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Volume 7 / Issue 12 / Abstract

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DOI:   10.3217/jucs-007-12-1125

Transclusions in the 21st Century

Harald Krottmaier
(Graz University of Technology, Austria

Hermann Maurer
(Graz University of Technology, Austria

Abstract: When quoting some part of a document authors usually cut and paste the relevant content into the new document. Thereby the connection between this selected part and the original document is lost. Transclusions - first mentioned in 1960 by Ted Nelson - address this problem of 'lost context'. With transclusions it is possible to store information about the original document and the exact position of the quote in the newly created document and provide the reader with additional navigational features. Document formats and information systems matured over the last 40 years. This paper gives an overview of some document formats available today in the WWW environment and points to some requirements for server systems providing transclusions. Thereafter we present some ideas on how to implement transclusions based on a Hyperwave Information Server (HIS).

Key Words: Transclusion, Hyperwave Information Server

Category: H.1, H.3

1 Introduction

More than 40 years ago, Ted Nelson dreamed about a universal information system called Xanadu. One key feature of that system was the idea of transclusions ([Nelson, 1995]):

    The central idea has always been what I now call transclusion, or reuse with original contexts available, through embedded shared instances (rather than duplicate bytes).

The following aspects must be considerd when talking about transclusions: the original piece of text to be used as quote, the newly created document using a quote, the system where the documents are stored and the environment of the reader. In the late 1960's, when defacto no information systems where available, Nelson based his ideas on one large and homogeneous system. As we all know there are now many different systems available. This makes it much more difficult to provide a solution for transclusions.

Nowadays HTML (HyperText Markup Language) is the most common format in distributing text documents on the web. Hence we discuss it in section 2. Usually not a whole document is quoted, but parts of it. The selected part must therefore be defined in some way.

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When using some data to be 'included' in a document, this data must be accessible to the author via some protocol. That means in the context of today's available IT infrastructure that the reused data must be stored on some server system on the Internet. The systems at issue are mostly accessible via HTTP (HyperText Transfer Protocol, [Berners­Lee et al., 1996], [Fielding et al., 1999]) and have a restricted command set. See section 3 for details about this aspect.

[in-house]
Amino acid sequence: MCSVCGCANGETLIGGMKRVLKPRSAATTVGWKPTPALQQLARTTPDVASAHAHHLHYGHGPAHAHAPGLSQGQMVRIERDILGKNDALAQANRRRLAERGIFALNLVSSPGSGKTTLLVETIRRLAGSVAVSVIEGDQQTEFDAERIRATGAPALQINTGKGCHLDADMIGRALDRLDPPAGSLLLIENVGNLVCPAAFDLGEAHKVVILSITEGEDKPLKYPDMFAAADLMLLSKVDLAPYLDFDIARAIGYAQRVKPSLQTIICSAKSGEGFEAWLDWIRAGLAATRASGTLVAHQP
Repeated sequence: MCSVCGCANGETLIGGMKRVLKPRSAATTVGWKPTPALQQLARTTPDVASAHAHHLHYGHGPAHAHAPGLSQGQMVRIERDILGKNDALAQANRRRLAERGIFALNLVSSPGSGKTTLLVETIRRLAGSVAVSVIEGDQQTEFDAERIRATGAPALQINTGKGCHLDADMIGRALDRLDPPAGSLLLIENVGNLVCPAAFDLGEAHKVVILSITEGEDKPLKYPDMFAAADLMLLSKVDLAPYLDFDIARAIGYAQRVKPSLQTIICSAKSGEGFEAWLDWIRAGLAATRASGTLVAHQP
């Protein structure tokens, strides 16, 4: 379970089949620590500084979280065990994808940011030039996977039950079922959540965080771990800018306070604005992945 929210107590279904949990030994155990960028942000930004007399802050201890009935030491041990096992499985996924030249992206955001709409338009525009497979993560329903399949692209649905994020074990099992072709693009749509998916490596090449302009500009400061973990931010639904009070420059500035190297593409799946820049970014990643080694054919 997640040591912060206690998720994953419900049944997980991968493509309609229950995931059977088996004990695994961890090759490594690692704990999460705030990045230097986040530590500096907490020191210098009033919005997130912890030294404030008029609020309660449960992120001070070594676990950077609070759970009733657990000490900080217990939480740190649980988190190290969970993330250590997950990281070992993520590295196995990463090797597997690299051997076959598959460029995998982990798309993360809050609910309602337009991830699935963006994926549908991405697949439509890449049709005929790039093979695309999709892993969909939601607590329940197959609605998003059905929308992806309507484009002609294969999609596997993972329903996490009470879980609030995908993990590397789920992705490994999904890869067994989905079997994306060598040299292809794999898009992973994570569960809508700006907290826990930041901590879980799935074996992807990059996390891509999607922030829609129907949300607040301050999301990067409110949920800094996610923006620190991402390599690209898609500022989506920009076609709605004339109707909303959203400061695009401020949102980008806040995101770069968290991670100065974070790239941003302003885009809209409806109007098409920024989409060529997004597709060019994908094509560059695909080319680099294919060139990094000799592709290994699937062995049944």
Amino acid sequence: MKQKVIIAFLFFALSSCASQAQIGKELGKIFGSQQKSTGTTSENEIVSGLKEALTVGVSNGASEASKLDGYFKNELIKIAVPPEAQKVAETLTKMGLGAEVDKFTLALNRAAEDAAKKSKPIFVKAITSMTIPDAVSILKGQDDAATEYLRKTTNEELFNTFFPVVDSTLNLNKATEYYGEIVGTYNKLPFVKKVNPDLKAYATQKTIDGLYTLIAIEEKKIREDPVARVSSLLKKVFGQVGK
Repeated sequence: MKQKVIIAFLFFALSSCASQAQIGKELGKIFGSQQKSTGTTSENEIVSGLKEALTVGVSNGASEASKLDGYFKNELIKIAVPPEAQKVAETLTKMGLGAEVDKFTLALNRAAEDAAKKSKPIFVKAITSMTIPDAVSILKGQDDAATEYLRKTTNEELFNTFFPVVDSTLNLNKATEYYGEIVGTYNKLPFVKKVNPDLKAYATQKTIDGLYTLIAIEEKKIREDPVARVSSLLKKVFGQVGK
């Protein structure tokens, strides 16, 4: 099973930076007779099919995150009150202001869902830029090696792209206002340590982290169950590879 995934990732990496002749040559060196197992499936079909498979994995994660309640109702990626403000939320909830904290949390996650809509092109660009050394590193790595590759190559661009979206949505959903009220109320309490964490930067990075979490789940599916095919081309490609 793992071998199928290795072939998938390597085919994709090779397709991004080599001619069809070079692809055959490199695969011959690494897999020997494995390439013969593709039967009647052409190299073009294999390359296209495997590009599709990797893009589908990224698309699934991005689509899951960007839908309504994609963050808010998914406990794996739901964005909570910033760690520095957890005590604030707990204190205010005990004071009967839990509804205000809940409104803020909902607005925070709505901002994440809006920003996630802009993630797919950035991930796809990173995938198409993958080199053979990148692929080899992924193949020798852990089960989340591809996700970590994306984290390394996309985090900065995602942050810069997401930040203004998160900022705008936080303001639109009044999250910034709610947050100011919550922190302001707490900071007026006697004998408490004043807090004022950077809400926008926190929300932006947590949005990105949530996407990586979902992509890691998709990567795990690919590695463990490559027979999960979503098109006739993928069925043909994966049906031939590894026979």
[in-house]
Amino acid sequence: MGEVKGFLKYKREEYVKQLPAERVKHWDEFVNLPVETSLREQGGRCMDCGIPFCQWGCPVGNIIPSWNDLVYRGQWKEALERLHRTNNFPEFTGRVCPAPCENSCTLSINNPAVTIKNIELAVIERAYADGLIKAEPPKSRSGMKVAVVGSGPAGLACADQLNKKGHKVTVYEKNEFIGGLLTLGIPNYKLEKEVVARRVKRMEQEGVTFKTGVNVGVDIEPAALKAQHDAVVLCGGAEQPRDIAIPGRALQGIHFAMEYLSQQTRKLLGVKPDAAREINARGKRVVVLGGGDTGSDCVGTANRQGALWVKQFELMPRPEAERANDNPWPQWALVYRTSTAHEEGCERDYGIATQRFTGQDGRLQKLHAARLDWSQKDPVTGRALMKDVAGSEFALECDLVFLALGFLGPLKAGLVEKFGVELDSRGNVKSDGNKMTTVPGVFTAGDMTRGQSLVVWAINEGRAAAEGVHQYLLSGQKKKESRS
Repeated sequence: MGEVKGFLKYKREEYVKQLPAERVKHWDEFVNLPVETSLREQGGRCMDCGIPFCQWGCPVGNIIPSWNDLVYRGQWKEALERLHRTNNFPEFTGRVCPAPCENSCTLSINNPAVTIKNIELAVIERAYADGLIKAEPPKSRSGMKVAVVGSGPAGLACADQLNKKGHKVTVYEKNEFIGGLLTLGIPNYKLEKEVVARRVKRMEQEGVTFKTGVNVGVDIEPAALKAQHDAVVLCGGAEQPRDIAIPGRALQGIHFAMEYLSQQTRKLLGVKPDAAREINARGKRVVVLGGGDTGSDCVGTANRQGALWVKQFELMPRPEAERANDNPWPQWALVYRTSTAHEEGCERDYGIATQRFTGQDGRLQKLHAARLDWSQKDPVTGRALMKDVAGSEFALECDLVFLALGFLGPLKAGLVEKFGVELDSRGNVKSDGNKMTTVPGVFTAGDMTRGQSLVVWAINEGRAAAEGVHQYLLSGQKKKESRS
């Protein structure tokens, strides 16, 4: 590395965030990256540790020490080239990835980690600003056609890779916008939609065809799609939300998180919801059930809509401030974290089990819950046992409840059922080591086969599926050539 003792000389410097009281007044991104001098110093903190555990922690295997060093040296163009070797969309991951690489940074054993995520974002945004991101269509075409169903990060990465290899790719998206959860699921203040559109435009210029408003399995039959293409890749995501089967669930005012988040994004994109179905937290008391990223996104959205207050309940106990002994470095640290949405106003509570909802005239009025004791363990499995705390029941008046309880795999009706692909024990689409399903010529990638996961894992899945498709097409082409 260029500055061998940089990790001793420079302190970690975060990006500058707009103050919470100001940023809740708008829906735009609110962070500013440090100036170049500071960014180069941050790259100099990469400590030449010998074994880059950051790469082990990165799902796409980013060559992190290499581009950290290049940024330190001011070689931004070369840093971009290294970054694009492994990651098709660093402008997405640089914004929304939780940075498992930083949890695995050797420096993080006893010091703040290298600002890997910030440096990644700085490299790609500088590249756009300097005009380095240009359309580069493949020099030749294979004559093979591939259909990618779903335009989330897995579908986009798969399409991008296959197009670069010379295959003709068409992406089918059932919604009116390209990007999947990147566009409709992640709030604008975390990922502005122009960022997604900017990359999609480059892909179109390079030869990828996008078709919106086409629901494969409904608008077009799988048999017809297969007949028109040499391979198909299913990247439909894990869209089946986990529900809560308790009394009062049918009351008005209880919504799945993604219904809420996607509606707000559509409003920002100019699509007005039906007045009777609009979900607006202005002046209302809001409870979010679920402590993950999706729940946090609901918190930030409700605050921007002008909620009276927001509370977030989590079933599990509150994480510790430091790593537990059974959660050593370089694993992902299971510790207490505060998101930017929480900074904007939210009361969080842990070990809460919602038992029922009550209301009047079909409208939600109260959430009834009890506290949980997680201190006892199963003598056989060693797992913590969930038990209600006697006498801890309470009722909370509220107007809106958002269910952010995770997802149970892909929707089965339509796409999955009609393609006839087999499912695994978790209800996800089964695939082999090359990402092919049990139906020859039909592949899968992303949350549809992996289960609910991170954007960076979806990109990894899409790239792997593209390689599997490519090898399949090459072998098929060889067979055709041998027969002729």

To enable reuse with the original context available, both of the involved serversystems or the client program must provide navigational features to the reader. It must be visible to the reader which part of the document is written by the author and which part is quoted. The original context of the quote is also important to the reader, especially in scientific publications.

Using a special information server (Hyperwave Information Server, HIS) with sophisticated features as publishing server system, makes it easier to solve some of the problems. We introduce a concept on how to implement simple data inclusions with documents stored on a HIS in section 4.

Before we start with the more technical parts, let us summarize the need of inclusions of text data and point out some problems.

1.1 Intellectual Property

As noted above, using some text via cut and paste removes not just the context of the quote, but also other information (meta data) of it like the original author, date of publication etc. With systems supporting the transclusion idea this problem would simply disappear. Every access to the quote would be redirected to the original server. Therefore even charging for pieces of data could be implemented. Nelson dreamed about automatically paid royalties to the owner of each document. However, we are miles away from a solution like this. Micropayment (the payment of very small amounts of money called 'microcents') is still under development. The W3C E­Commerce/Micropayment Working Group ([W3C, 2001b]) specified a common markup for Micropayment but currently this specification is just available to members of the working group. Most of the content providers finance their activities via advertisements (like banners etc.). These advertisments can be easily removed by 'web washer' programs (i.e. programs which block specific URLs or content, matching some pattern). Implementations of transclusions may extract just the interesting part of some document. Hence the quoted content can be displayed without the advertisement. This is not what an author wants, therefore we propose that the original author must permit the reuse of the whole document or parts of it.

1.2 Disk space

If the same material is used in numerous documents the necessary space to store the material is reduced when using transclusions. In 1960 storage­space was an issue because of the high costs.